Turkey Time

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By Lia Huber and Jacqueline Church

Remember the time when “turkey” meant a big ball of a bird frozen solid at the supermarket and “apple” meant Red Delicious? Those days are long gone. Now, just as we have Gala, Macoun, Winesap and Granny Smith, so too do we have choices when it comes to turkey.

You’ve read the story about heritage turkey breeds, but what does all the rest mean? Here’s a closer look at what picks are out there to help you choose the bird that’s right for you.

turkey time[ photo from www.porterturkeys.com ]


Frozen turkeys are flash-frozen immediately after processing and stored frozen until thawed at home, which, it’s estimated, over two-thirds of Americans do for their Thanksgiving meal. If a turkey is frozen quickly at its prime, it can be kept frozen for up to a year without too much decline in flavor or texture. The quality will depend more on the bird itself than on the fact that it’s frozen. That said, the great majority of frozen whole turkeys on the market are the Broad Breasted White breed, which was bred for efficiency, not for flavor. Because frozen birds have a longer shelf life, they tend to be cheaper than fresh birds—something to keep in mind if you’re looking to break into the heirloom realm but are afraid it’ll break the bank.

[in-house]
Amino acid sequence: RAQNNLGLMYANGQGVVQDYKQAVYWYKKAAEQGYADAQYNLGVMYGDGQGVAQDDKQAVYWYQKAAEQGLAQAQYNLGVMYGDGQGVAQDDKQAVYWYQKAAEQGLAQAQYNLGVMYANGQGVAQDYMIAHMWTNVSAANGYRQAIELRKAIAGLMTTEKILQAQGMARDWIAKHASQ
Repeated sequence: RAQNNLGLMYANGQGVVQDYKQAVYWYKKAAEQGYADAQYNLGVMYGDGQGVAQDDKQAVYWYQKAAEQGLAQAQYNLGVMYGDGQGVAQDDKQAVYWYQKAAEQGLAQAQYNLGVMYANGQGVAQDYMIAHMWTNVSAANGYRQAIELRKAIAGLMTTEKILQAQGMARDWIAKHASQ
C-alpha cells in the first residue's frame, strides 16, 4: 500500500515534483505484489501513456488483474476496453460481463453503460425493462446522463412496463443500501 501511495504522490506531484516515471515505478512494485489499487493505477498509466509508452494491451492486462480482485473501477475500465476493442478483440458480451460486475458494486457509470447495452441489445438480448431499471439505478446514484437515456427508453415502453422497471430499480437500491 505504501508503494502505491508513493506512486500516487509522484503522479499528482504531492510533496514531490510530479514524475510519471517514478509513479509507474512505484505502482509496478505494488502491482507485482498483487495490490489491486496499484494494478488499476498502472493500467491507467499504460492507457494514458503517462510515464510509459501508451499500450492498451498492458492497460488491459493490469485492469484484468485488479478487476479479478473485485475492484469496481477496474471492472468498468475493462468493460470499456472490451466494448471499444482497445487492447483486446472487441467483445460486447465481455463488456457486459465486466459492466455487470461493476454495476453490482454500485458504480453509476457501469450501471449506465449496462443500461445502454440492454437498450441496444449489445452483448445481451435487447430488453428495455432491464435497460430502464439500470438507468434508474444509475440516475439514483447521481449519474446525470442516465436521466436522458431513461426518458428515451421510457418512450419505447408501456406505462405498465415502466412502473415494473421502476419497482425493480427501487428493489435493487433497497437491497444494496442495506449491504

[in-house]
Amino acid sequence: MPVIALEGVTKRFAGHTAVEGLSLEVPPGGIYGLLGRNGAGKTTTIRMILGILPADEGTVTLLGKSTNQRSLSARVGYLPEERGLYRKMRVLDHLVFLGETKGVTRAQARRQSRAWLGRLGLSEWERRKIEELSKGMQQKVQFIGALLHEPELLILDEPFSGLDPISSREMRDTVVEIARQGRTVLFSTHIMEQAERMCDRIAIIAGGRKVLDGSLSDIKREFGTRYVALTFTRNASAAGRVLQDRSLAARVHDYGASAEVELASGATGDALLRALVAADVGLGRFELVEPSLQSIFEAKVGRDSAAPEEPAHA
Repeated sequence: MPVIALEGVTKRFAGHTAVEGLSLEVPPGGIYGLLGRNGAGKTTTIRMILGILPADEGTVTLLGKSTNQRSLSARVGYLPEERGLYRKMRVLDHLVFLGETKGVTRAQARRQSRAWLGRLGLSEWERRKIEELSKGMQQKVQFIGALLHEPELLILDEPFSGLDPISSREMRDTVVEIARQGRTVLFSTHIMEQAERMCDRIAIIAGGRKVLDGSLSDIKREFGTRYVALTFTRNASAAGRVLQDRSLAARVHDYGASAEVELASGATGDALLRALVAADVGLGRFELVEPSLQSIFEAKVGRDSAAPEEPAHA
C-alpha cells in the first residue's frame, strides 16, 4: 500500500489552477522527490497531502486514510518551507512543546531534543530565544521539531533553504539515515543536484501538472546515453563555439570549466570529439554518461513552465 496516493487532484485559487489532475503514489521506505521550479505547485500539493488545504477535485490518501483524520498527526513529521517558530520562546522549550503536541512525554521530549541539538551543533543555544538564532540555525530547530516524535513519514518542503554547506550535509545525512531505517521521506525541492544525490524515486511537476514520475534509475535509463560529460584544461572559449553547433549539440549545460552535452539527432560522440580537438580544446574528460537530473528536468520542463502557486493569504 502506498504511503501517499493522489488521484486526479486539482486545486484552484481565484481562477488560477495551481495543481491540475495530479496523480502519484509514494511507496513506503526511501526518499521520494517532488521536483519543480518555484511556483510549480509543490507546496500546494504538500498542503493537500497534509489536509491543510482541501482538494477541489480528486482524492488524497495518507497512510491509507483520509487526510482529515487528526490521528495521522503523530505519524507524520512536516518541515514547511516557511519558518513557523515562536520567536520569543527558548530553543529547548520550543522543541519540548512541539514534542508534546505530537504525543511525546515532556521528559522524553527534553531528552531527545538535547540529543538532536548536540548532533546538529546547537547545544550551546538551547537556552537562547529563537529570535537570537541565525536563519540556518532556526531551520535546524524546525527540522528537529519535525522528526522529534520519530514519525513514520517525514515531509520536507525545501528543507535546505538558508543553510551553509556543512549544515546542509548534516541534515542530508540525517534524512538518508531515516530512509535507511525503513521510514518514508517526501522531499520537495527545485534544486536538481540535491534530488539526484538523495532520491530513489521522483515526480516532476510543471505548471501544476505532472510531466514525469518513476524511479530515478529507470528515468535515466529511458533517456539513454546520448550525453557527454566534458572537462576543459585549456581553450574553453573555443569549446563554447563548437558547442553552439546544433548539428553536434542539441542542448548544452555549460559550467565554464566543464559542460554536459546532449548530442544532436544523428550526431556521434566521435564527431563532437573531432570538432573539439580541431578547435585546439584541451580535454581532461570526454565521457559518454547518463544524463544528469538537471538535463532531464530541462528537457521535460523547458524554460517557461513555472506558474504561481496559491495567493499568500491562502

Price and size: $1.40/lb.   |   10 to 24 lbs.

Taste and texture: There’s no denying that freezing does damage the cells of meat. When ice crystals form between the muscles they can puncture cells and release their fluids, which is why there’s often a gelatinous pool of juices below a bird after you’ve defrosted it, and the meat will be drier as a result. To offset the loss of moisture that occurs from freezing and thawing, frozen turkeys are often injected with a “plumping” solution of chemical preservatives, including  sodium phosphate and modified food starch. So check the label if you want a preservative-free turkey.

Things to consider when buying: With fridge space at a premium during Thanksgiving, it’s essential to plan ahead with a frozen turkey. Be sure to allow enough time to thaw your turkey in the fridge (by far the safest way); a good guide is to allow one day thawing in the refrigerator for every five pounds of weight. And don’t forget to factor in an extra day if you’re brining (a good idea for adding moisture to a frozen and thawed bird . . . don’t be tempted to brine the bird when frozen).